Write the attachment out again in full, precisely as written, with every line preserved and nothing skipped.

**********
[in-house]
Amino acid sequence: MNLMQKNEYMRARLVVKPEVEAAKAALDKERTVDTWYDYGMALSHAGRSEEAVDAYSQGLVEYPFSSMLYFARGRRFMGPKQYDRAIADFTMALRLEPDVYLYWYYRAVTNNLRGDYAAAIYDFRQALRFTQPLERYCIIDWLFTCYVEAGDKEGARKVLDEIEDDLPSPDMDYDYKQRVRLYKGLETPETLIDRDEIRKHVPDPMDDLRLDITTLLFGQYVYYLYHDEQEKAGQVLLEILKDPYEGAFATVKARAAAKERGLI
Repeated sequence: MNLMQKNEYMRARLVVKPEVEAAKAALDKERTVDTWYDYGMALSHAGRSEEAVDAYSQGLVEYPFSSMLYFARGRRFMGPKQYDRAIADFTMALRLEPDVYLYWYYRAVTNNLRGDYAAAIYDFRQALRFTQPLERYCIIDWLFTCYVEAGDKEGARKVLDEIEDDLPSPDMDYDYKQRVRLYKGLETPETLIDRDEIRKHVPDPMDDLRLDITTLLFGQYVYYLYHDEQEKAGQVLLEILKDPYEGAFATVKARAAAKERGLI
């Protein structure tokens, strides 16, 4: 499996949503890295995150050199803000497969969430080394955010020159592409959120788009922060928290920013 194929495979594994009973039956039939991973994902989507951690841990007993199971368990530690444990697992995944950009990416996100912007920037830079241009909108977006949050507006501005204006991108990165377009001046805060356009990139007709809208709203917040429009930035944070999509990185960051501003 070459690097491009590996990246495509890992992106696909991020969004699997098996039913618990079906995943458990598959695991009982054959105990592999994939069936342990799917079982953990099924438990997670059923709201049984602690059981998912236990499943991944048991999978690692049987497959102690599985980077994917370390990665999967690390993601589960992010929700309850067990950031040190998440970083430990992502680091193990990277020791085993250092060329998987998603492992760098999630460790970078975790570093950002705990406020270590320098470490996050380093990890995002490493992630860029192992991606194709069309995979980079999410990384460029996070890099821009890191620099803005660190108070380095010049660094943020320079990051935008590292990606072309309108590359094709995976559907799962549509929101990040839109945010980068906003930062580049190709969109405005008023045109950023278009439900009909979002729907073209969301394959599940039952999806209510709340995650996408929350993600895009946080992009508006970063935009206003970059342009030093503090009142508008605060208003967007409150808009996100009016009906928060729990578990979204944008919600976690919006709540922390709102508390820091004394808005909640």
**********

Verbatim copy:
[in-house]
Amino acid sequence: MNLMQKNEYMRARLVVKPEVEAAKAALDKERTVDTWYDYGMALSHAGRSEEAVDAYSQGLVEYPFSSMLYFARGRRFMGPKQYDRAIADFTMALRLEPDVYLYWYYRAVTNNLRGDYAAAIYDFRQALRFTQPLERYCIIDWLFTCYVEAGDKEGARKVLDEIEDDLPSPDMDYDYKQRVRLYKGLETPETLIDRDEIRKHVPDPMDDLRLDITTLLFGQYVYYLYHDEQEKAGQVLLEILKDPYEGAFATVKARAAAKERGLI
Repeated sequence: MNLMQKNEYMRARLVVKPEVEAAKAALDKERTVDTWYDYGMALSHAGRSEEAVDAYSQGLVEYPFSSMLYFARGRRFMGPKQYDRAIADFTMALRLEPDVYLYWYYRAVTNNLRGDYAAAIYDFRQALRFTQPLERYCIIDWLFTCYVEAGDKEGARKVLDEIEDDLPSPDMDYDYKQRVRLYKGLETPETLIDRDEIRKHVPDPMDDLRLDITTLLFGQYVYYLYHDEQEKAGQVLLEILKDPYEGAFATVKARAAAKERGLI
């Protein structure tokens, strides 16, 4: 499996949503890295995150050199803000497969969430080394955010020159592409959120788009922060928290920013 194929495979594994009973039956039939991973994902989507951690841990007993199971368990530690444990697992995944950009990416996100912007920037830079241009909108977006949050507006501005204006991108990165377009001046805060356009990139007709809208709203917040429009930035944070999509990185960051501003 070459690097491009590996990246495509890992992106696909991020969004699997098996039913618990079906995943458990598959695991009982054959105990592999994939069936342990799917079982953990099924438990997670059923709201049984602690059981998912236990499943991944048991999978690692049987497959102690599985980077994917370390990665999967690390993601589960992010929700309850067990950031040190998440970083430990992502680091193990990277020791085993250092060329998987998603492992760098999630460790970078975790570093950002705990406020270590320098470490996050380093990890995002490493992630860029192992991606194709069309995979980079999410990384460029996070890099821009890191620099803005660190108070380095010049660094943020320079990051935008590292990606072309309108590359094709995976559907799962549509929101990040839109945010980068906003930062580049190709969109405005008023045109950023278009439900009909979002729907073209969301394959599940039952999806209510709340995650996408929350993600895009946080992009508006970063935009206003970059342009030093503090009142508008605060208003967007409150808009996100009016009906928060729990578990979204944008919600976690919006709540922390709102508390820091004394808005909640």